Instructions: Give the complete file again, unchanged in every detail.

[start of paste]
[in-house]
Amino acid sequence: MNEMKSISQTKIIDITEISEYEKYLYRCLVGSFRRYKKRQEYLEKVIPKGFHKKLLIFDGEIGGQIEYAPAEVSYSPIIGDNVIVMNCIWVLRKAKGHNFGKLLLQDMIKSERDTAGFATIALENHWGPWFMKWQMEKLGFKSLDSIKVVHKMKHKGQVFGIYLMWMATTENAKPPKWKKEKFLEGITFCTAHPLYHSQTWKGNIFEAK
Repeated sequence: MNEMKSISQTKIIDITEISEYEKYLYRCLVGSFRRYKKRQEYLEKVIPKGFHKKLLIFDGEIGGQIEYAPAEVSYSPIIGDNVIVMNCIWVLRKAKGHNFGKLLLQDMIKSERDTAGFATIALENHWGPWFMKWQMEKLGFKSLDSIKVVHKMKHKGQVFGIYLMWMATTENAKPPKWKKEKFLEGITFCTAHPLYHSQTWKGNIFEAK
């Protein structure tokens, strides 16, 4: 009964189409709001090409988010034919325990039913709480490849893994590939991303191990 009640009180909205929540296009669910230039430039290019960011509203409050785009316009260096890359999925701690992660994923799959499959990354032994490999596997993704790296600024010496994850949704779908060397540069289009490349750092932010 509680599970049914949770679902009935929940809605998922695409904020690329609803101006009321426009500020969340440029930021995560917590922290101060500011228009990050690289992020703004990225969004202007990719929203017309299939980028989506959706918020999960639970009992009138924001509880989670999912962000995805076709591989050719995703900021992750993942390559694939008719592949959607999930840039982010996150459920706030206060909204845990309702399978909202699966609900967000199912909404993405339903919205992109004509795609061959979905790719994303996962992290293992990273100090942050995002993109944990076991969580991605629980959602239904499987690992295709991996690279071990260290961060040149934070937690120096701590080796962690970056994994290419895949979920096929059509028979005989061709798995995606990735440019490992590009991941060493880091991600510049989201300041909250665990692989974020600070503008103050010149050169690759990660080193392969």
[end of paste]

[in-house]
Amino acid sequence: MNEMKSISQTKIIDITEISEYEKYLYRCLVGSFRRYKKRQEYLEKVIPKGFHKKLLIFDGEIGGQIEYAPAEVSYSPIIGDNVIVMNCIWVLRKAKGHNFGKLLLQDMIKSERDTAGFATIALENHWGPWFMKWQMEKLGFKSLDSIKVVHKMKHKGQVFGIYLMWMATTENAKPPKWKKEKFLEGITFCTAHPLYHSQTWKGNIFEAK
Repeated sequence: MNEMKSISQTKIIDITEISEYEKYLYRCLVGSFRRYKKRQEYLEKVIPKGFHKKLLIFDGEIGGQIEYAPAEVSYSPIIGDNVIVMNCIWVLRKAKGHNFGKLLLQDMIKSERDTAGFATIALENHWGPWFMKWQMEKLGFKSLDSIKVVHKMKHKGQVFGIYLMWMATTENAKPPKWKKEKFLEGITFCTAHPLYHSQTWKGNIFEAK
């Protein structure tokens, strides 16, 4: 009964189409709001090409988010034919325990039913709480490849893994590939991303191990 009640009180909205929540296009669910230039430039290019960011509203409050785009316009260096890359999925701690992660994923799959499959990354032994490999596997993704790296600024010496994850949704779908060397540069289009490349750092932010 509680599970049914949770679902009935929940809605998922695409904020690329609803101006009321426009500020969340440029930021995560917590922290101060500011228009990050690289992020703004990225969004202007990719929203017309299939980028989506959706918020999960639970009992009138924001509880989670999912962000995805076709591989050719995703900021992750993942390559694939008719592949959607999930840039982010996150459920706030206060909204845990309702399978909202699966609900967000199912909404993405339903919205992109004509795609061959979905790719994303996962992290293992990273100090942050995002993109944990076991969580991605629980959602239904499987690992295709991996690279071990260290961060040149934070937690120096701590080796962690970056994994290419895949979920096929059509028979005989061709798995995606990735440019490992590009991941060493880091991600510049989201300041909250665990692989974020600070503008103050010149050169690759990660080193392969």